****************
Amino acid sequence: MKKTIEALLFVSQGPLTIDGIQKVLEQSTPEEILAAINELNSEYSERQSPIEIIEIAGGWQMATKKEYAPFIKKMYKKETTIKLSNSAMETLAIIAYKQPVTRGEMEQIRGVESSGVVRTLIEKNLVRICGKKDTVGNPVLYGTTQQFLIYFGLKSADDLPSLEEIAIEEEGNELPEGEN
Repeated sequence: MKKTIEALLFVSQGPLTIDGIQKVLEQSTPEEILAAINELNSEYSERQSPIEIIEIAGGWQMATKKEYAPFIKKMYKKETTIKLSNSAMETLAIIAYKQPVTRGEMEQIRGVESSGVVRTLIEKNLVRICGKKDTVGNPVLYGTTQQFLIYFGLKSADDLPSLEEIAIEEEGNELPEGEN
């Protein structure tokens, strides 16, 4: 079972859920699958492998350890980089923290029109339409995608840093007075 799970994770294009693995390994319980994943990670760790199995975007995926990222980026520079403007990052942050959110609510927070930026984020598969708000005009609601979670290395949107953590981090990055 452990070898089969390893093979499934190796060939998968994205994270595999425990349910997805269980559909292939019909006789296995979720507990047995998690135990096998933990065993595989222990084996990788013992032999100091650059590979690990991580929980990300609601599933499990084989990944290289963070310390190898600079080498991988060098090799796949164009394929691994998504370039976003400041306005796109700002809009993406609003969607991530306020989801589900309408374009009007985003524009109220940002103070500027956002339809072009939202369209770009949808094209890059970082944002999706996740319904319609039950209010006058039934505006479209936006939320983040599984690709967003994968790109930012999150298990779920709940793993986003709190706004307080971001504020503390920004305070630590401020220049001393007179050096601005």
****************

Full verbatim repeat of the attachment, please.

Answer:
Amino acid sequence: MKKTIEALLFVSQGPLTIDGIQKVLEQSTPEEILAAINELNSEYSERQSPIEIIEIAGGWQMATKKEYAPFIKKMYKKETTIKLSNSAMETLAIIAYKQPVTRGEMEQIRGVESSGVVRTLIEKNLVRICGKKDTVGNPVLYGTTQQFLIYFGLKSADDLPSLEEIAIEEEGNELPEGEN
Repeated sequence: MKKTIEALLFVSQGPLTIDGIQKVLEQSTPEEILAAINELNSEYSERQSPIEIIEIAGGWQMATKKEYAPFIKKMYKKETTIKLSNSAMETLAIIAYKQPVTRGEMEQIRGVESSGVVRTLIEKNLVRICGKKDTVGNPVLYGTTQQFLIYFGLKSADDLPSLEEIAIEEEGNELPEGEN
């Protein structure tokens, strides 16, 4: 079972859920699958492998350890980089923290029109339409995608840093007075 799970994770294009693995390994319980994943990670760790199995975007995926990222980026520079403007990052942050959110609510927070930026984020598969708000005009609601979670290395949107953590981090990055 452990070898089969390893093979499934190796060939998968994205994270595999425990349910997805269980559909292939019909006789296995979720507990047995998690135990096998933990065993595989222990084996990788013992032999100091650059590979690990991580929980990300609601599933499990084989990944290289963070310390190898600079080498991988060098090799796949164009394929691994998504370039976003400041306005796109700002809009993406609003969607991530306020989801589900309408374009009007985003524009109220940002103070500027956002339809072009939202369209770009949808094209890059970082944002999706996740319904319609039950209010006058039934505006479209936006939320983040599984690709967003994968790109930012999150298990779920709940793993986003709190706004307080971001504020503390920004305070630590401020220049001393007179050096601005």